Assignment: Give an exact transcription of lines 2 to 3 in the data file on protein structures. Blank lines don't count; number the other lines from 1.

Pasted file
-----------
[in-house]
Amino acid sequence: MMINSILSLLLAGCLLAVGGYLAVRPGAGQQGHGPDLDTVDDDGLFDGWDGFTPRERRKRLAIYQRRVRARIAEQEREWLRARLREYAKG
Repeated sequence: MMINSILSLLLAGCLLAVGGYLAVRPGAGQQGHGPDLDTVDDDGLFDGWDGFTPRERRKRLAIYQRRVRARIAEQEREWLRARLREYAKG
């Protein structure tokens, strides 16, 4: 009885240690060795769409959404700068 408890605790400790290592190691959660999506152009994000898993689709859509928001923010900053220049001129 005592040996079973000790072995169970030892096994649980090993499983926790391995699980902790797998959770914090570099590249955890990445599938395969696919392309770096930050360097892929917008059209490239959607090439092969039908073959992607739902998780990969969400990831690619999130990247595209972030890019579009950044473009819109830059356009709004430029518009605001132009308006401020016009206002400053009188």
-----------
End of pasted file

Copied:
Amino acid sequence: MMINSILSLLLAGCLLAVGGYLAVRPGAGQQGHGPDLDTVDDDGLFDGWDGFTPRERRKRLAIYQRRVRARIAEQEREWLRARLREYAKG
Repeated sequence: MMINSILSLLLAGCLLAVGGYLAVRPGAGQQGHGPDLDTVDDDGLFDGWDGFTPRERRKRLAIYQRRVRARIAEQEREWLRARLREYAKG